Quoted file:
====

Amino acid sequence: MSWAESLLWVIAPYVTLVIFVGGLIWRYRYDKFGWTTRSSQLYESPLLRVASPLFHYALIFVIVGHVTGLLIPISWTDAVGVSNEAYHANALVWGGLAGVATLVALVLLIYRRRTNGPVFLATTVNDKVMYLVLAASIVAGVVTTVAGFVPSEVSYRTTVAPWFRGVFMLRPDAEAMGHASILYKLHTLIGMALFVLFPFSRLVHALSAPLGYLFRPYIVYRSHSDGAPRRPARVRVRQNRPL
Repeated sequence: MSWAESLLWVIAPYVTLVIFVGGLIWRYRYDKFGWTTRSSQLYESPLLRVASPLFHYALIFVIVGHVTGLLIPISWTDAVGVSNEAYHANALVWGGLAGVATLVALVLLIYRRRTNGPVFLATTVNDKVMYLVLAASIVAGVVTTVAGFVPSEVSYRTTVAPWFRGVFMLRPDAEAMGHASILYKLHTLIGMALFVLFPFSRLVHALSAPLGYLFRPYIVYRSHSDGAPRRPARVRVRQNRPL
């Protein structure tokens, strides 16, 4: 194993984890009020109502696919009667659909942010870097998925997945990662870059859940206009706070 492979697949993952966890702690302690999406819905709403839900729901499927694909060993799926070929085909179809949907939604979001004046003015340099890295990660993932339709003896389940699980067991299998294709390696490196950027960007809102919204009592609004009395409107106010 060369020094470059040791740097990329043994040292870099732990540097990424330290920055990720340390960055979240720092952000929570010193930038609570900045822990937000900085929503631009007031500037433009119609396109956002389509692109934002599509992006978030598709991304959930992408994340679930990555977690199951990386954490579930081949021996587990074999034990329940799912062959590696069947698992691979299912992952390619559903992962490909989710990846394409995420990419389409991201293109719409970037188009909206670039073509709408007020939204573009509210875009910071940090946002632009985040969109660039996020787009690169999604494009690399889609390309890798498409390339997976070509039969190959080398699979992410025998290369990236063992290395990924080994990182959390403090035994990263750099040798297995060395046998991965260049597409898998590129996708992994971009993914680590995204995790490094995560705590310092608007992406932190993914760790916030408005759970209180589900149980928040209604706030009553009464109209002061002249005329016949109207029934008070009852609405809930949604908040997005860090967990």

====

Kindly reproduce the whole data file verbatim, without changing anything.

Amino acid sequence: MSWAESLLWVIAPYVTLVIFVGGLIWRYRYDKFGWTTRSSQLYESPLLRVASPLFHYALIFVIVGHVTGLLIPISWTDAVGVSNEAYHANALVWGGLAGVATLVALVLLIYRRRTNGPVFLATTVNDKVMYLVLAASIVAGVVTTVAGFVPSEVSYRTTVAPWFRGVFMLRPDAEAMGHASILYKLHTLIGMALFVLFPFSRLVHALSAPLGYLFRPYIVYRSHSDGAPRRPARVRVRQNRPL
Repeated sequence: MSWAESLLWVIAPYVTLVIFVGGLIWRYRYDKFGWTTRSSQLYESPLLRVASPLFHYALIFVIVGHVTGLLIPISWTDAVGVSNEAYHANALVWGGLAGVATLVALVLLIYRRRTNGPVFLATTVNDKVMYLVLAASIVAGVVTTVAGFVPSEVSYRTTVAPWFRGVFMLRPDAEAMGHASILYKLHTLIGMALFVLFPFSRLVHALSAPLGYLFRPYIVYRSHSDGAPRRPARVRVRQNRPL
């Protein structure tokens, strides 16, 4: 194993984890009020109502696919009667659909942010870097998925997945990662870059859940206009706070 492979697949993952966890702690302690999406819905709403839900729901499927694909060993799926070929085909179809949907939604979001004046003015340099890295990660993932339709003896389940699980067991299998294709390696490196950027960007809102919204009592609004009395409107106010 060369020094470059040791740097990329043994040292870099732990540097990424330290920055990720340390960055979240720092952000929570010193930038609570900045822990937000900085929503631009007031500037433009119609396109956002389509692109934002599509992006978030598709991304959930992408994340679930990555977690199951990386954490579930081949021996587990074999034990329940799912062959590696069947698992691979299912992952390619559903992962490909989710990846394409995420990419389409991201293109719409970037188009909206670039073509709408007020939204573009509210875009910071940090946002632009985040969109660039996020787009690169999604494009690399889609390309890798498409390339997976070509039969190959080398699979992410025998290369990236063992290395990924080994990182959390403090035994990263750099040798297995060395046998991965260049597409898998590129996708992994971009993914680590995204995790490094995560705590310092608007992406932190993914760790916030408005759970209180589900149980928040209604706030009553009464109209002061002249005329016949109207029934008070009852609405809930949604908040997005860090967990």